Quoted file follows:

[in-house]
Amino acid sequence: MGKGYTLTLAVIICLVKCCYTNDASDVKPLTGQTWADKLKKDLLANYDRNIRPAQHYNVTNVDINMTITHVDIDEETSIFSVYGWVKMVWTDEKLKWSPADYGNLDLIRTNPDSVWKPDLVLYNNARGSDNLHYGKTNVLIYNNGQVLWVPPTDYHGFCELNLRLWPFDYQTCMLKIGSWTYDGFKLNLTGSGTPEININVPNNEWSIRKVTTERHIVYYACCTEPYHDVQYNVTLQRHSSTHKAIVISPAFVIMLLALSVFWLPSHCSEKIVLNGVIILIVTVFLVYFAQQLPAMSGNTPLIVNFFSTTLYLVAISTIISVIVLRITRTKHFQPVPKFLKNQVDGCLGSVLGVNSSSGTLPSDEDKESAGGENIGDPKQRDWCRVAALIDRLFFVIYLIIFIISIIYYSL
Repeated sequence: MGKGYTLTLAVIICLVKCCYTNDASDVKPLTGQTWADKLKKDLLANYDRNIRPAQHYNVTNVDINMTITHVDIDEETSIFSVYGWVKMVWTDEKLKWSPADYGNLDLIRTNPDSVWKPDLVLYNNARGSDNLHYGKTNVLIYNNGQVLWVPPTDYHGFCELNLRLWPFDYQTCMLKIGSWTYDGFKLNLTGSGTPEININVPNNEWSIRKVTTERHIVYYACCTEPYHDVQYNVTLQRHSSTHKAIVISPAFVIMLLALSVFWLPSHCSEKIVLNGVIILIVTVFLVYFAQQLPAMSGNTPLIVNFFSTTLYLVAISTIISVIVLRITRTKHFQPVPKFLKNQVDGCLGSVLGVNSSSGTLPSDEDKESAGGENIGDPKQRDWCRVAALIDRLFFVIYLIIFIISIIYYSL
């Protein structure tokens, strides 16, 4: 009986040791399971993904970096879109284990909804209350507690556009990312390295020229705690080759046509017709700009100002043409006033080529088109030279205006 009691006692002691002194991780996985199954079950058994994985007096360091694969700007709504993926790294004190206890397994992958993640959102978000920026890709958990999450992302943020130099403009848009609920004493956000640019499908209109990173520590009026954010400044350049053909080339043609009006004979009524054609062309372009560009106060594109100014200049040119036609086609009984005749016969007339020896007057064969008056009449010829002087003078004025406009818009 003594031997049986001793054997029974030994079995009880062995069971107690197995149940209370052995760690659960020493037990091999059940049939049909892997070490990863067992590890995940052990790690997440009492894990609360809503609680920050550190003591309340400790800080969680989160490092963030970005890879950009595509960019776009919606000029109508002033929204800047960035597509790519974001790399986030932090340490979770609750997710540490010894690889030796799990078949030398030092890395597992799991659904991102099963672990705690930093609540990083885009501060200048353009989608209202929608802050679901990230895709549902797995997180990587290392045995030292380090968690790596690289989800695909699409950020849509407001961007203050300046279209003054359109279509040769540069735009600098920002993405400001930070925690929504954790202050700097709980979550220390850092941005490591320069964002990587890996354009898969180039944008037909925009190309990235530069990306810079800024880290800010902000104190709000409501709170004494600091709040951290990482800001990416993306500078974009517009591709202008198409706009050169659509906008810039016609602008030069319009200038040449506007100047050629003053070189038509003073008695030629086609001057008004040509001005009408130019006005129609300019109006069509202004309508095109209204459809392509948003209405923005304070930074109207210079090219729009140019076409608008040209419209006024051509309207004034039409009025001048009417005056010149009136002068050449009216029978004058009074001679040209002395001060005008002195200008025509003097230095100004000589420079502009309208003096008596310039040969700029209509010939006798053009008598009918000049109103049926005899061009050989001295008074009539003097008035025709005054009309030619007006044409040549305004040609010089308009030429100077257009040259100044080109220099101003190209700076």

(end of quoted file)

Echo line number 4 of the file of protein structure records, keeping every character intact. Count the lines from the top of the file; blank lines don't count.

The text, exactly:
């Protein structure tokens, strides 16, 4: 009986040791399971993904970096879109284990909804209350507690556009990312390295020229705690080759046509017709700009100002043409006033080529088109030279205006 009691006692002691002194991780996985199954079950058994994985007096360091694969700007709504993926790294004190206890397994992958993640959102978000920026890709958990999450992302943020130099403009848009609920004493956000640019499908209109990173520590009026954010400044350049053909080339043609009006004979009524054609062309372009560009106060594109100014200049040119036609086609009984005749016969007339020896007057064969008056009449010829002087003078004025406009818009 003594031997049986001793054997029974030994079995009880062995069971107690197995149940209370052995760690659960020493037990091999059940049939049909892997070490990863067992590890995940052990790690997440009492894990609360809503609680920050550190003591309340400790800080969680989160490092963030970005890879950009595509960019776009919606000029109508002033929204800047960035597509790519974001790399986030932090340490979770609750997710540490010894690889030796799990078949030398030092890395597992799991659904991102099963672990705690930093609540990083885009501060200048353009989608209202929608802050679901990230895709549902797995997180990587290392045995030292380090968690790596690289989800695909699409950020849509407001961007203050300046279209003054359109279509040769540069735009600098920002993405400001930070925690929504954790202050700097709980979550220390850092941005490591320069964002990587890996354009898969180039944008037909925009190309990235530069990306810079800024880290800010902000104190709000409501709170004494600091709040951290990482800001990416993306500078974009517009591709202008198409706009050169659509906008810039016609602008030069319009200038040449506007100047050629003053070189038509003073008695030629086609001057008004040509001005009408130019006005129609300019109006069509202004309508095109209204459809392509948003209405923005304070930074109207210079090219729009140019076409608008040209419209006024051509309207004034039409009025001048009417005056010149009136002068050449009216029978004058009074001679040209002395001060005008002195200008025509003097230095100004000589420079502009309208003096008596310039040969700029209509010939006798053009008598009918000049109103049926005899061009050989001295008074009539003097008035025709005054009309030619007006044409040549305004040609010089308009030429100077257009040259100044080109220099101003190209700076």